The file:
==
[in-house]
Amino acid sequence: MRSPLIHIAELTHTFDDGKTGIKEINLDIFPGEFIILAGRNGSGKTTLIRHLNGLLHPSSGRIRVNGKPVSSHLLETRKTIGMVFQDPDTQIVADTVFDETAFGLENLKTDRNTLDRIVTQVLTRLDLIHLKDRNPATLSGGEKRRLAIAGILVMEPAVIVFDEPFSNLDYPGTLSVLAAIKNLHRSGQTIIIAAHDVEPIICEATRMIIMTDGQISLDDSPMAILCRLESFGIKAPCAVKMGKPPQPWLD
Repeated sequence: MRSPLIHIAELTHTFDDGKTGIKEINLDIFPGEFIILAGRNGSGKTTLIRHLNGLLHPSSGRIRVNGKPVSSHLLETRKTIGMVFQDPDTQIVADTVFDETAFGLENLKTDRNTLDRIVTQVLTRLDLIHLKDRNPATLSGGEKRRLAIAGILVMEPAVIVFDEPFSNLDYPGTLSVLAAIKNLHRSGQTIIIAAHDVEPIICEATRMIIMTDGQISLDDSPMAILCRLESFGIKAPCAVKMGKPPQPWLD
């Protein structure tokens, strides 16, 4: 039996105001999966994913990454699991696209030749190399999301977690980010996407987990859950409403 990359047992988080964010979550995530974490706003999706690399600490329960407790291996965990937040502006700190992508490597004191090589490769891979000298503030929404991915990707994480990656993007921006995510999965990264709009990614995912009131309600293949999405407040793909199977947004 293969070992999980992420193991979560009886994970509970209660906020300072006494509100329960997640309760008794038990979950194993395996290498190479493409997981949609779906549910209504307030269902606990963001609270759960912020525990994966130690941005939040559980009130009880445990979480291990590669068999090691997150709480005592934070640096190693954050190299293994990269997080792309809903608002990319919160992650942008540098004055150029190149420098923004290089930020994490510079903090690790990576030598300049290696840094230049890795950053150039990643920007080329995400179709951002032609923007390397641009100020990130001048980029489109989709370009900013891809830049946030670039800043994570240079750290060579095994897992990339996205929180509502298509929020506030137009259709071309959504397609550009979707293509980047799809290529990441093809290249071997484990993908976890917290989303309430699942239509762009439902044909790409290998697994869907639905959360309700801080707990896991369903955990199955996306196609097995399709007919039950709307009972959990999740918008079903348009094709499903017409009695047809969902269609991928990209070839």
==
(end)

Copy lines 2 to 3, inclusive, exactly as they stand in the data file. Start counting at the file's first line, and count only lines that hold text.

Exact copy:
Amino acid sequence: MRSPLIHIAELTHTFDDGKTGIKEINLDIFPGEFIILAGRNGSGKTTLIRHLNGLLHPSSGRIRVNGKPVSSHLLETRKTIGMVFQDPDTQIVADTVFDETAFGLENLKTDRNTLDRIVTQVLTRLDLIHLKDRNPATLSGGEKRRLAIAGILVMEPAVIVFDEPFSNLDYPGTLSVLAAIKNLHRSGQTIIIAAHDVEPIICEATRMIIMTDGQISLDDSPMAILCRLESFGIKAPCAVKMGKPPQPWLD
Repeated sequence: MRSPLIHIAELTHTFDDGKTGIKEINLDIFPGEFIILAGRNGSGKTTLIRHLNGLLHPSSGRIRVNGKPVSSHLLETRKTIGMVFQDPDTQIVADTVFDETAFGLENLKTDRNTLDRIVTQVLTRLDLIHLKDRNPATLSGGEKRRLAIAGILVMEPAVIVFDEPFSNLDYPGTLSVLAAIKNLHRSGQTIIIAAHDVEPIICEATRMIIMTDGQISLDDSPMAILCRLESFGIKAPCAVKMGKPPQPWLD